Unfair To County Employees It appears that the commissioners of Grand Traverse County will seek to remedy a shortfall in the 2016 budget by instituting cuts in expenditures, the most notable the reduction of contributions to various insurance benefits in place for county employees. As one example, the county’s contributions to health insurance premiums will decrease from ten to six percent in 2016. What this means, of course, is that if a county employee wishes to maintain coverage at the current level next year, the employee will have to come up with the difference...

Up, Not Out I would like to congratulate the Traverse City Planning Commission on their decision to approve the River West development. Traverse City will either grow up or grow out. For countless reasons, up is better than out. Or do we enjoy such things as traffic congestion and replacing wooded hillsides with hideous spectacles like the one behind Tom’s West Bay. At least that one is on the edge of town as opposed to in the formerly beautiful rolling meadows of Acme Township...

Lessons In Winning War I am saddened to hear the response of so many of legislators tasked with keeping our country safe. I listen and wonder if they know what “winning” this kind of conflict requires or even means? Did we win in Korea? Did we win in Vietnam? Are we winning in Afghanistan? How is Israel winning against the Palestinians? Will they “take out” Hezbollah...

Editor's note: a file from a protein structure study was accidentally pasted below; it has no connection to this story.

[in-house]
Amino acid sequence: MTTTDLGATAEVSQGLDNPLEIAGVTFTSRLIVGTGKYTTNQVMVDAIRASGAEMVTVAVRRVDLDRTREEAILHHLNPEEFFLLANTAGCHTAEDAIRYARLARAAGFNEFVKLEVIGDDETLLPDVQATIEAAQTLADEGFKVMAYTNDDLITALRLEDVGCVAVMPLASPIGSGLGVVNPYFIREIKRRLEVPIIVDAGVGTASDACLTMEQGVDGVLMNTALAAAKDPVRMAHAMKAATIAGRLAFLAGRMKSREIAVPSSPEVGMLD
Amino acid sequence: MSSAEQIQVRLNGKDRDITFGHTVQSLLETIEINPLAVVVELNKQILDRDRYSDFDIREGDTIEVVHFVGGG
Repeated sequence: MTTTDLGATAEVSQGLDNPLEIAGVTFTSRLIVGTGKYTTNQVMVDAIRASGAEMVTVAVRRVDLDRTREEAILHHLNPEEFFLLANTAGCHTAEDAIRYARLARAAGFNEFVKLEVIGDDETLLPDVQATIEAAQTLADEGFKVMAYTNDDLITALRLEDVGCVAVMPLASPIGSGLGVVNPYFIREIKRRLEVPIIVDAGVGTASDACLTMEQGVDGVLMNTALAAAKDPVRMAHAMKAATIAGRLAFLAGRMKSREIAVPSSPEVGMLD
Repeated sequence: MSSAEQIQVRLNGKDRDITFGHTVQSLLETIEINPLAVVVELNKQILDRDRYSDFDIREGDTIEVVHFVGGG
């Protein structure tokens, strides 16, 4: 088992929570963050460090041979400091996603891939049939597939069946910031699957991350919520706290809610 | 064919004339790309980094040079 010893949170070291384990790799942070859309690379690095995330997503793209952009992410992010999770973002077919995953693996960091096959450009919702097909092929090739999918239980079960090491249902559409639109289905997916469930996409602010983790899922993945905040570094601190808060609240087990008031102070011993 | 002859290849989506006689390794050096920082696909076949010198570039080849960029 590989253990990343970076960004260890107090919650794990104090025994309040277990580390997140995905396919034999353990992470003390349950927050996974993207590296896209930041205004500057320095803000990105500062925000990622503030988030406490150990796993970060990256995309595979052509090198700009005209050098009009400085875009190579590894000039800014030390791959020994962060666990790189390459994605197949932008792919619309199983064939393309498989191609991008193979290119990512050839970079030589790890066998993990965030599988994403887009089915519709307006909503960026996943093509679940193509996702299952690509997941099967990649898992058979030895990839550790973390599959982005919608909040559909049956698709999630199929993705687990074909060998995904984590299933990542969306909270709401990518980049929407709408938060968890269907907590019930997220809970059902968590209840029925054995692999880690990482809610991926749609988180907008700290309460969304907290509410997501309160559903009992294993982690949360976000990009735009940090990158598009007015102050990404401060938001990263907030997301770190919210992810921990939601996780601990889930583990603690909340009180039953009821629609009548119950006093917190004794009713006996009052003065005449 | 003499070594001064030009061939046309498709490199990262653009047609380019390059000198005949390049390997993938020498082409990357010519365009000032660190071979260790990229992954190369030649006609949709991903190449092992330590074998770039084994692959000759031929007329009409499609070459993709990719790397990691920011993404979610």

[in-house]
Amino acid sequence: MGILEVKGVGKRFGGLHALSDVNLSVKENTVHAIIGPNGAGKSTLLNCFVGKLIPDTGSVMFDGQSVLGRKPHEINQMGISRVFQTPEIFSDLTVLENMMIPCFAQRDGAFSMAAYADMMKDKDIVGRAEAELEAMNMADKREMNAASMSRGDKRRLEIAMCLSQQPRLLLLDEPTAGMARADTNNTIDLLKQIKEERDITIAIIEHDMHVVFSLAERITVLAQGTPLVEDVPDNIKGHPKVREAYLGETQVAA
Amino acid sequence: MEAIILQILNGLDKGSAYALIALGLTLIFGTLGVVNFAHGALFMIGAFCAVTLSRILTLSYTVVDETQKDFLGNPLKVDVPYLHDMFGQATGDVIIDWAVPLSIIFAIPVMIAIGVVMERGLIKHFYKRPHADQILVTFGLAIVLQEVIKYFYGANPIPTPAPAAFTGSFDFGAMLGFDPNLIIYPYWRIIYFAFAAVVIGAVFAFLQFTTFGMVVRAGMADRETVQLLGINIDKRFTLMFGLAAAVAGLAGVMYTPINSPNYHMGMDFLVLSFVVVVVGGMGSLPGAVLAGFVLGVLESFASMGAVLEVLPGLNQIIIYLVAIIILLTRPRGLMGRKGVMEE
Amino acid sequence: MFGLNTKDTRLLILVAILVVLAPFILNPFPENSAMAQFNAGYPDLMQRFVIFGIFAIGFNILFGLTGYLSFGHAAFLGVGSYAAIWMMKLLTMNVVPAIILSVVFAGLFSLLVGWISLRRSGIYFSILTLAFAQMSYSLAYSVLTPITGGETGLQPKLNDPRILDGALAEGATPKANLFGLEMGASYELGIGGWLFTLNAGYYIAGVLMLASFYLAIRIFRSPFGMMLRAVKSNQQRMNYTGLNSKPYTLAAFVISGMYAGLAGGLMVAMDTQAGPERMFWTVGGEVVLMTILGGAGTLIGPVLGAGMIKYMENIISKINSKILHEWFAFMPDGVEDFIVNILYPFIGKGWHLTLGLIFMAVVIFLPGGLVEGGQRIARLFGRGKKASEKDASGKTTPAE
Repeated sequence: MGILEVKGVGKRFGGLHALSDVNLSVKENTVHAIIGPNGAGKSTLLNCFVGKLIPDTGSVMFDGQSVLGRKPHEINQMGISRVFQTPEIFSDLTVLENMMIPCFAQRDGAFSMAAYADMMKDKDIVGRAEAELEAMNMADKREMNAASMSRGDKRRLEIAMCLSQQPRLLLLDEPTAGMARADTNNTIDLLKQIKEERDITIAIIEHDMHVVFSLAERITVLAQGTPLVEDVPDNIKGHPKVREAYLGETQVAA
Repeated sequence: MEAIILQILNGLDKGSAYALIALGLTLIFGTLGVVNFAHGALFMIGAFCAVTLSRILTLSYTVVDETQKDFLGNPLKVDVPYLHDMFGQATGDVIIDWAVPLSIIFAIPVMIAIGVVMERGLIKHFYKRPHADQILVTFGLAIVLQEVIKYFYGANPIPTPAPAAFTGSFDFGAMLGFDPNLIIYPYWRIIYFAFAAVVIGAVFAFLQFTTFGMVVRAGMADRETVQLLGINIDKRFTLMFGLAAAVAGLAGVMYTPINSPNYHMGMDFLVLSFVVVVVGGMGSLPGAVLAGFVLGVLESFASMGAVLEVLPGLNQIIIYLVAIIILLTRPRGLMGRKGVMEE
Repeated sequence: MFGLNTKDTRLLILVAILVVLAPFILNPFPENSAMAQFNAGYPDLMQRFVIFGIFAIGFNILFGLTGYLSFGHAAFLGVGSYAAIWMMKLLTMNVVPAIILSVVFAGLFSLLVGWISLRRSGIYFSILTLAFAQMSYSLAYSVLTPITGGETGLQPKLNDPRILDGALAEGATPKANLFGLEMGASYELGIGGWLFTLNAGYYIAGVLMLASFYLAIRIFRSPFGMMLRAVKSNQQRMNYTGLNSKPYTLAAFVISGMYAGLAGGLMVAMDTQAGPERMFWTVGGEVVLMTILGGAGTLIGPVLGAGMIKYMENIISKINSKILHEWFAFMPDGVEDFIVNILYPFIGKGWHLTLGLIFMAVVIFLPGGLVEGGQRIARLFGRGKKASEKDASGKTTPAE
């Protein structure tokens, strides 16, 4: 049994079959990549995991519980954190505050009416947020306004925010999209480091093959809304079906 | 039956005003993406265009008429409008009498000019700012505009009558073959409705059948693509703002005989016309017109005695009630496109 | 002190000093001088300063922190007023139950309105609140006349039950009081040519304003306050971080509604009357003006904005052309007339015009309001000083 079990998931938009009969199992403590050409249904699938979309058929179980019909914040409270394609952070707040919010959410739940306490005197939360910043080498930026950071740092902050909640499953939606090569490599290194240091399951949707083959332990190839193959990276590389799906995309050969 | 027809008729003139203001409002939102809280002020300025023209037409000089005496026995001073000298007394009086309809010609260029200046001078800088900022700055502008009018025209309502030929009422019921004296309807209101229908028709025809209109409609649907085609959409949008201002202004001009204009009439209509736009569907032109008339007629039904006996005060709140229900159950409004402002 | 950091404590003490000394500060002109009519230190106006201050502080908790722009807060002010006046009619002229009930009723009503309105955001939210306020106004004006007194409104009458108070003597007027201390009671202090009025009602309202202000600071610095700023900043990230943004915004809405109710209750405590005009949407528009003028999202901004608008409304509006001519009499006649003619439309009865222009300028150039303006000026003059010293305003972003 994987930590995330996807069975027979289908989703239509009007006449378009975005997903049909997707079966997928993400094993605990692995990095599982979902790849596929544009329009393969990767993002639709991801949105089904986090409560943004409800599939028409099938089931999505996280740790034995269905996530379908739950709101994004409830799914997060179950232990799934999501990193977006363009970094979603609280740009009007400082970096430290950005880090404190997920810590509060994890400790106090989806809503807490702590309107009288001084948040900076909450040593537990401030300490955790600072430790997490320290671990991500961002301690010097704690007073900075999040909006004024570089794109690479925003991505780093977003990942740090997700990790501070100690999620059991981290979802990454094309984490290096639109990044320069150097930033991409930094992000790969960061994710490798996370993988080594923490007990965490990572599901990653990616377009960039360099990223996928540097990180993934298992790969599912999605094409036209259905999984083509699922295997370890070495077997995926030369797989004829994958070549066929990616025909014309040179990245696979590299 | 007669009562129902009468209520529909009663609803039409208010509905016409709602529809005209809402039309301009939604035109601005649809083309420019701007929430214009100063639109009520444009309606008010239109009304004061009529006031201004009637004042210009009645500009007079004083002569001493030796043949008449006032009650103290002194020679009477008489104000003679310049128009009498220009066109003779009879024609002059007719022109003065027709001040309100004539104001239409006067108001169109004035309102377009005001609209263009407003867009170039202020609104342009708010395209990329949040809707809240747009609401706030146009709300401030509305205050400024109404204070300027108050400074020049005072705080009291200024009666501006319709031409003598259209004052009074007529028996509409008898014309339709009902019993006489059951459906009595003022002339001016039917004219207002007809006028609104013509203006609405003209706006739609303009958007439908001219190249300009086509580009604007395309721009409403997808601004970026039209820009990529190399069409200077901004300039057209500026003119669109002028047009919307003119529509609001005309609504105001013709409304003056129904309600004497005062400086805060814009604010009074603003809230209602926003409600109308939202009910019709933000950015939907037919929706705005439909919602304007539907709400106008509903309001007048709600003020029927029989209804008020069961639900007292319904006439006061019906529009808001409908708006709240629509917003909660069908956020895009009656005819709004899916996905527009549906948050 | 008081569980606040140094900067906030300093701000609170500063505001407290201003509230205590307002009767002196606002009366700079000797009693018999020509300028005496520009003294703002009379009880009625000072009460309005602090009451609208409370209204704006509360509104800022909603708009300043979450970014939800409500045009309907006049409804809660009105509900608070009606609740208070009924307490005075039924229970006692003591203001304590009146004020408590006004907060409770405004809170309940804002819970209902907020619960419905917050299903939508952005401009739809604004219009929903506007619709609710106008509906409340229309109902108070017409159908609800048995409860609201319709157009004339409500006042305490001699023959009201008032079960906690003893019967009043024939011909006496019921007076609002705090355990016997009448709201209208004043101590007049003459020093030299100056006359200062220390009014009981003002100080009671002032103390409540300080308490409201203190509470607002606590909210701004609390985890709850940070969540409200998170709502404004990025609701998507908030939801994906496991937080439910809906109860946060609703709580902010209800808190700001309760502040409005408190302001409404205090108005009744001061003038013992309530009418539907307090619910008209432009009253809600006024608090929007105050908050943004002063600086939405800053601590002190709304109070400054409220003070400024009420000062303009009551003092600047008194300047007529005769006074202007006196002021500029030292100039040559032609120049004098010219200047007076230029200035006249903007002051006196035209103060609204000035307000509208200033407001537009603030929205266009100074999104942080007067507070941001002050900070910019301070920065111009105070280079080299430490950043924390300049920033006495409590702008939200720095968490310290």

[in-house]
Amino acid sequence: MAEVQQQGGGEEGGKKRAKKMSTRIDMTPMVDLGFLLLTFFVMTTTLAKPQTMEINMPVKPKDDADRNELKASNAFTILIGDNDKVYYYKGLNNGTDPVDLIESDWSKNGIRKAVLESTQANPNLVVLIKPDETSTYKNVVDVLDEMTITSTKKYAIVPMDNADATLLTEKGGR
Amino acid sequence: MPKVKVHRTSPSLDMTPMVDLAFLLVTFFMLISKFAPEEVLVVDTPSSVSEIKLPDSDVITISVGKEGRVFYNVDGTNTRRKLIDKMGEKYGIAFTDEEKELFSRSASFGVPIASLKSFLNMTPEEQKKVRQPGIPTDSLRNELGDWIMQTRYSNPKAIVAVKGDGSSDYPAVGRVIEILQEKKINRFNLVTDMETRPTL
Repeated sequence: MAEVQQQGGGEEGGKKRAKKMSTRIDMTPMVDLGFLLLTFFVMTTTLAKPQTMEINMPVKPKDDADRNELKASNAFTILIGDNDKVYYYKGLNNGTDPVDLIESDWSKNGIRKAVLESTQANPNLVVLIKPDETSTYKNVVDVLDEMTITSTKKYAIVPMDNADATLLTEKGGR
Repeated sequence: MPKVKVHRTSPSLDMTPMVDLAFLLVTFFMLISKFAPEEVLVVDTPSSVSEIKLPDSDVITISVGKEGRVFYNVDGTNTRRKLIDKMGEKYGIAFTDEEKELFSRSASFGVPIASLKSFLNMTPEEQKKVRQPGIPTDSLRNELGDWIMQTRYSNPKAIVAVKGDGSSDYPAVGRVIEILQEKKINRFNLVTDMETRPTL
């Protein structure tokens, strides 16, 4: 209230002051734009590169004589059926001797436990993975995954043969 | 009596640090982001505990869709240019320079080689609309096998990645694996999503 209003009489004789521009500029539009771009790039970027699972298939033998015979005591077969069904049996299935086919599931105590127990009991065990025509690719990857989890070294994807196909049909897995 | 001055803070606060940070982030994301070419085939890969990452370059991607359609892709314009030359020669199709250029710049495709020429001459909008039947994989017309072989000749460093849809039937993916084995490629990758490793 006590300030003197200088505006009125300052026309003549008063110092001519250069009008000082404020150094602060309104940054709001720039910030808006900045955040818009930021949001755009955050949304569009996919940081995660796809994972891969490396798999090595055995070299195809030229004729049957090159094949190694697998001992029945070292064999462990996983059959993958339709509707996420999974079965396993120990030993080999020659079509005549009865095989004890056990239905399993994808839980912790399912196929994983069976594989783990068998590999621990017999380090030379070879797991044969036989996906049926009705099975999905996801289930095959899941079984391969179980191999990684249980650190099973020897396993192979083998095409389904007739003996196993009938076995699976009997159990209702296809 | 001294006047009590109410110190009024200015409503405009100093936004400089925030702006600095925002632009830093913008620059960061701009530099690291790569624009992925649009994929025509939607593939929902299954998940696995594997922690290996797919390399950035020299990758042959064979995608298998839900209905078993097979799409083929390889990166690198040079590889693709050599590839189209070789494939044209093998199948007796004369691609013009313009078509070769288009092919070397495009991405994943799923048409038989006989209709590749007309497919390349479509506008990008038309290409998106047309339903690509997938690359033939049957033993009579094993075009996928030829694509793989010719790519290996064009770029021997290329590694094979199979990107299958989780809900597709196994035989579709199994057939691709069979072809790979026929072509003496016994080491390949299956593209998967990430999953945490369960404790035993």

Home · Articles · News · Region Watch · Film Fest: The Sequel
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Film Fest: The Sequel

- November 17th, 2005
The box office was so boffo on last summer‘s Traverse City Film Festival that a sequel is in the works: That would be August 1-6 for you advance planners, a week later than last year‘s event.
Festival organizers hope to use the State Theatre and Opera House downtown once again for the 2006 event, in addition to a new venue. Plans are also in the works to add an extra day of programming along with more parties and panels with actors, directors, and writers.